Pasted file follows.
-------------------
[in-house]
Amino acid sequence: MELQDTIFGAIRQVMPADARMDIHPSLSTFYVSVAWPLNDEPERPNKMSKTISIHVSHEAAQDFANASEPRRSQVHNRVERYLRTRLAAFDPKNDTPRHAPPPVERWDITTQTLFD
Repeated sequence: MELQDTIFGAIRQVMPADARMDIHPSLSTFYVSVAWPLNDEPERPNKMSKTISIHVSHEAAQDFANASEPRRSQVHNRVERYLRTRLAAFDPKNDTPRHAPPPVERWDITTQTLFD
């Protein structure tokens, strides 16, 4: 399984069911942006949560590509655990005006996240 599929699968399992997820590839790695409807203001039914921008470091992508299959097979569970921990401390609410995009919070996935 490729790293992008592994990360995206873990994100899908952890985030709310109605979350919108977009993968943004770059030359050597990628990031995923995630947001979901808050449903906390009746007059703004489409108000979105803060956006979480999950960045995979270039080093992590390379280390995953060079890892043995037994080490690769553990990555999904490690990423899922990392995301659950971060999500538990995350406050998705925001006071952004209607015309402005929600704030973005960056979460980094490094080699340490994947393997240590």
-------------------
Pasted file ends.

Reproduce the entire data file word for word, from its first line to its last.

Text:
[in-house]
Amino acid sequence: MELQDTIFGAIRQVMPADARMDIHPSLSTFYVSVAWPLNDEPERPNKMSKTISIHVSHEAAQDFANASEPRRSQVHNRVERYLRTRLAAFDPKNDTPRHAPPPVERWDITTQTLFD
Repeated sequence: MELQDTIFGAIRQVMPADARMDIHPSLSTFYVSVAWPLNDEPERPNKMSKTISIHVSHEAAQDFANASEPRRSQVHNRVERYLRTRLAAFDPKNDTPRHAPPPVERWDITTQTLFD
């Protein structure tokens, strides 16, 4: 399984069911942006949560590509655990005006996240 599929699968399992997820590839790695409807203001039914921008470091992508299959097979569970921990401390609410995009919070996935 490729790293992008592994990360995206873990994100899908952890985030709310109605979350919108977009993968943004770059030359050597990628990031995923995630947001979901808050449903906390009746007059703004489409108000979105803060956006979480999950960045995979270039080093992590390379280390995953060079890892043995037994080490690769553990990555999904490690990423899922990392995301659950971060999500538990995350406050998705925001006071952004209607015309402005929600704030973005960056979460980094490094080699340490994947393997240590």